Galaxy groups in the 2dF Galaxy Redshift Survey: luminosity and mass statistics
Article first published online: 11 DEC 2002
Monthly Notices of the Royal Astronomical Society
Volume 337, Issue 4, pages 1441–1449, December 2002
How to Cite
Martínez, H. J., Zandivarez, A., Merchán, M. E. and Domínguez, M. J. L. (2002), Galaxy groups in the 2dF Galaxy Redshift Survey: luminosity and mass statistics. Monthly Notices of the Royal Astronomical Society, 337: 1441–1449. doi: 10.1046/j.1365-8711.2002.06020.x
- Issue published online: 11 DEC 2002
- Article first published online: 11 DEC 2002
- Accepted 2002 August 29. Received 2002 August 26; in original form 2002 July 2
- galaxies: clusters: general;
- galaxies: luminosity function, mass function;
- galaxies: statistics
Several statistics are applied to groups and galaxies in groups in the 2° Field Galaxy Redshift Survey. First, we estimate the luminosity functions for different subsets of galaxies in groups. The results are well fitted by a Schechter function with parameters M*− 5 log (h) =−19.90 ± 0.03 and α=−1.13 ± 0.02 for all galaxies in groups, which is quite consistent with the results of Norberg et al. for field galaxies. When considering the four different spectral types defined by Madgwick et al. we find that the characteristic magnitude is typically brighter than in the field. We also observe a steeper value, α=−0.76 ± 0.03, of the faint end slope for low star-forming galaxies when compared with the corresponding field value. This steepening is more conspicuous, α=−1.10 ± 0.06, for those galaxies in more massive groups than that obtained in the lower-mass subset, .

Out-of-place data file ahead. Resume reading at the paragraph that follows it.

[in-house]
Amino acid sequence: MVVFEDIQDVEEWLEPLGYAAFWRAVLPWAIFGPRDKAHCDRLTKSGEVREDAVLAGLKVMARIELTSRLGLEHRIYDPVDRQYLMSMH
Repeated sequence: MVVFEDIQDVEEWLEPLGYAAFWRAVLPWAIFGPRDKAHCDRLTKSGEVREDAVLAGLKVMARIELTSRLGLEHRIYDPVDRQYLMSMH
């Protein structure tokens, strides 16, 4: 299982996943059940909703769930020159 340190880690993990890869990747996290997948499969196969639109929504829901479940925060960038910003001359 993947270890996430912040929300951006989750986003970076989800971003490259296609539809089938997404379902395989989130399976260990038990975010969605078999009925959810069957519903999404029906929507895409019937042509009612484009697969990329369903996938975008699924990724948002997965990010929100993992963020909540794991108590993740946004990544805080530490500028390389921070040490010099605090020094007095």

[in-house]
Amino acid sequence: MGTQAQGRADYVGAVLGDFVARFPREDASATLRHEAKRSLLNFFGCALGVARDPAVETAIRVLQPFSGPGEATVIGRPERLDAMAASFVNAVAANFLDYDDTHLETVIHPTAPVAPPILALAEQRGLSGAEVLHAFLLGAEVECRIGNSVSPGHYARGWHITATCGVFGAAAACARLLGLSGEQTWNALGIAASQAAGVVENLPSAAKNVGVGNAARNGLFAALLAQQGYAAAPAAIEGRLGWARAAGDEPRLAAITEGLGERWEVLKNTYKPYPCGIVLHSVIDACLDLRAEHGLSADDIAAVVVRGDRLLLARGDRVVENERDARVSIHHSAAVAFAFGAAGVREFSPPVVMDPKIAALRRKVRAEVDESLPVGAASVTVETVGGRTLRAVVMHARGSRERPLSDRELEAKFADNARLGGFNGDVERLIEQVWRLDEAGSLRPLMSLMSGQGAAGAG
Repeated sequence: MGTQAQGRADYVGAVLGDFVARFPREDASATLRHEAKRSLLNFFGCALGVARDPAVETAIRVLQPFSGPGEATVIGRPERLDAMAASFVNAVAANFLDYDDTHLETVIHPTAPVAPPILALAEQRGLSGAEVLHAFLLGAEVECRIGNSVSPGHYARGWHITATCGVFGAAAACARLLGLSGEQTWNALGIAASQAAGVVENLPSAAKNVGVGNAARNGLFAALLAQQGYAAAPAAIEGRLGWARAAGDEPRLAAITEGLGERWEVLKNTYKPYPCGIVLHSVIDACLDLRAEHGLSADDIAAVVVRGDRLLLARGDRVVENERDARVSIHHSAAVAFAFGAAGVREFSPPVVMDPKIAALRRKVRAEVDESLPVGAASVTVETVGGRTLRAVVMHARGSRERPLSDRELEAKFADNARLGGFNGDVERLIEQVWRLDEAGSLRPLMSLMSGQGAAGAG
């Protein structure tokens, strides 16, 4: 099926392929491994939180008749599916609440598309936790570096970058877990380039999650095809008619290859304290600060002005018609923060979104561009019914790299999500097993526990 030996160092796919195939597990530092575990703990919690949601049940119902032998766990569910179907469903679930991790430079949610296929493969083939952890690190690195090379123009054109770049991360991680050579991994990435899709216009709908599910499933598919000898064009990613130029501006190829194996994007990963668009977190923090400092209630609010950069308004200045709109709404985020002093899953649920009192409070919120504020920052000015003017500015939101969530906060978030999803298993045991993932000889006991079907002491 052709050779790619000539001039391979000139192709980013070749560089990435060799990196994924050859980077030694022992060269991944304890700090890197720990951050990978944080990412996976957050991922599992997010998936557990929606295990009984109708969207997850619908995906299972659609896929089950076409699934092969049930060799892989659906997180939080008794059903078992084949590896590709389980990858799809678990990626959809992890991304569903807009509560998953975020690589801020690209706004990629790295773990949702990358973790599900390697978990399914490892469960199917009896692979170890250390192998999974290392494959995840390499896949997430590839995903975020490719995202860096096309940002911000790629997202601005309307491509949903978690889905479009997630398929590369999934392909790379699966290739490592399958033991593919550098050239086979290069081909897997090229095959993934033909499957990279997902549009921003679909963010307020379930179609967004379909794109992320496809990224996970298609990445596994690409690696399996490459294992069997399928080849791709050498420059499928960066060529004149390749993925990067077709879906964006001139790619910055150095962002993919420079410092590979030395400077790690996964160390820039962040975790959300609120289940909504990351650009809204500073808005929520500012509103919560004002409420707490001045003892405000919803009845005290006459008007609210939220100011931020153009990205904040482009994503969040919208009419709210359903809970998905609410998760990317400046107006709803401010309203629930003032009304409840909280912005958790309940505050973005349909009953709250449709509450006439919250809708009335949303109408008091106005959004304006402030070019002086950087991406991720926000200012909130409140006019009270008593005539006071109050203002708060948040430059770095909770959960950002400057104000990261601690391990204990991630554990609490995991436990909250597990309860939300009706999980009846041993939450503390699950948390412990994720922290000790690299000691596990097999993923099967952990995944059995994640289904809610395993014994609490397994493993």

Secondly, we compute group total luminosities using the prescriptions of Moore, Frenk & White. We define a flux-limited group sample using a new statistical tool developed by Rauzy. The resulting group sample is used to determine the group luminosity function and we find a good agreement with previous determinations and semi-analytical models.
Finally, the group mass function for the flux-limited sample is derived. An excellent agreement is obtained when comparing our determination with analytical predictions over two orders of magnitude in mass.